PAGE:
United States District Court, S.D. Indiana, Indianapolis Division
ENTRY DENYING PETITION FOR WRIT OF HABEAS
Jane Magnus-Stinson, Chief Judge United States District
petition of Miguel Roberson for a writ of habeas corpus
challenges a prison disciplinary proceeding in IYC
16-01-0209. For the reasons explained in this entry, Mr.
Roberson's habeas petition must be
in Indiana custody may not be deprived of credit time,
Cochran v. Buss, 381 F.3d 637, 639 (7th Cir. 2004),
or of credit-earning class, Montgomery v. Anderson,
262 F.3d 641, 644-45 (7th Cir. 2001), without due process.
The due process requirement is satisfied with the issuance of
advance written notice of the charges, a limited opportunity
to present evidence to an impartial decision maker, a written
statement articulating the reasons for the disciplinary
action and the evidence justifying it, and “some
evidence in the record” to support the finding of
guilt. Superintendent, Mass. Corr. Inst. v. Hill,
472 U.S. 445, 454 (1985); Wolff v. McDonnell, 418
U.S. 539, 570-71 (1974); Piggie v. Cotton, 344 F.3d
674, 677 (7th Cir. 2003); Webb v. Anderson, 224 F.3d
649, 652 (7th Cir. 2000). A violation of state law will not
support the issuance of a writ of habeas corpus. Holman
v. Gilmore, 126 F.3d 876, 884 (7th Cir. 1997).
The Disciplinary Proceeding
January 20, 2016, Investigator Prulhiere wrote a Report of
Conduct charging Mr.
with possession or use of a controlled substance. The conduct
On December 29, 2015, at approximately 10:24 AM, Offender
Miguel Roberson 979116 submitted his own urine for testing to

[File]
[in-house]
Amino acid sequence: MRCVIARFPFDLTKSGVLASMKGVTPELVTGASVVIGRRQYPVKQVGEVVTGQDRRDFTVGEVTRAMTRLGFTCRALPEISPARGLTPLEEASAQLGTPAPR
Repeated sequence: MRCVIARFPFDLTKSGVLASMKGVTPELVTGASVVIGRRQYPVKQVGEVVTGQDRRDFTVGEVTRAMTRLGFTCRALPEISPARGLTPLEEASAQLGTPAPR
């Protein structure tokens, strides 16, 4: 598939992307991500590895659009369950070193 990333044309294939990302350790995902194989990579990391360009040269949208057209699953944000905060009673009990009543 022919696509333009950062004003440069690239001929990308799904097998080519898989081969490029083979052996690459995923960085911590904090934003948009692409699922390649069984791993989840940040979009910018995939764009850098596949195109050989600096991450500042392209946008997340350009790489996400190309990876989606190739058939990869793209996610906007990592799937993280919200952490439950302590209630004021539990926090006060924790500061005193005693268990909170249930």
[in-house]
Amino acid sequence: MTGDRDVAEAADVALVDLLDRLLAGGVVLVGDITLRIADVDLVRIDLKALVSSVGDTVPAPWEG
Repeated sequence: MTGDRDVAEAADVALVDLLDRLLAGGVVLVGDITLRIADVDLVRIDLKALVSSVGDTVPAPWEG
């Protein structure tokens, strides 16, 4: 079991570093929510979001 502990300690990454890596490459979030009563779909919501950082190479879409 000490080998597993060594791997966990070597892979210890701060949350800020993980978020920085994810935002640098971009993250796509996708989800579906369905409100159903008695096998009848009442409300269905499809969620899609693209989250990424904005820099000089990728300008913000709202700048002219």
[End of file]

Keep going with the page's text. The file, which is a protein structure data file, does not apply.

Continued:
Sergeant B. Fugate for a random drug screening. The submitted
urine was sent to Redwood Toxicology Laboratory for testing.
Offender Roberson's urine was tested for controlled
substances using the LC/MS/MS-Liquid Chromatography Tandem
Mass. Spectrometry method. As a result of the test, Offender
Roberson's urine tested positive for Amphetamines and
Methamphetamine. Due to the testing being positive for
controlled substances, Offender Roberson is receiving this
Dkt. 6-1; dkt. 6-2.
January 30, 2016, Mr. Roberson was notified of the charge and
was given a copy of the conduct report and the Notice of
Disciplinary Hearing “Screening Report.” He was
notified of his rights and pled not guilty. He requested a
lay advocate but did not request to call any witnesses.
Roberson requested the lab results as physical evidence. Dkt.
hearing officer conducted a disciplinary hearing on February
26, 2016, and found Mr. Roberson guilty of possession or use
of a controlled substance. In making this determination, the
hearing officer considered the staff reports, the
offender's statement and the toxicology report. Based on
the hearing officer's recommendations the following
sanctions were imposed: a 30-day loss of commissary,
telephone, and J Pay privileges, restitution in the amount of
$48.08 which represents the cost of the toxicology test, an
earned credit time deprivation of 90 days, and a demotion
from credit class 2 to credit class 3. The hearing officer
recommended the sanctions because of seriousness of the
offense, the frequency and nature of the offense, the
offender's attitude and demeanor during the hearing, and
the degree to which the violation disrupted/endangered the
security of the facility. Dkt. 6-5.
Roberson's appeals were denied. He now seeks relief
pursuant to 28 U.S.C. § 2254 arguing that his due
process rights were violated.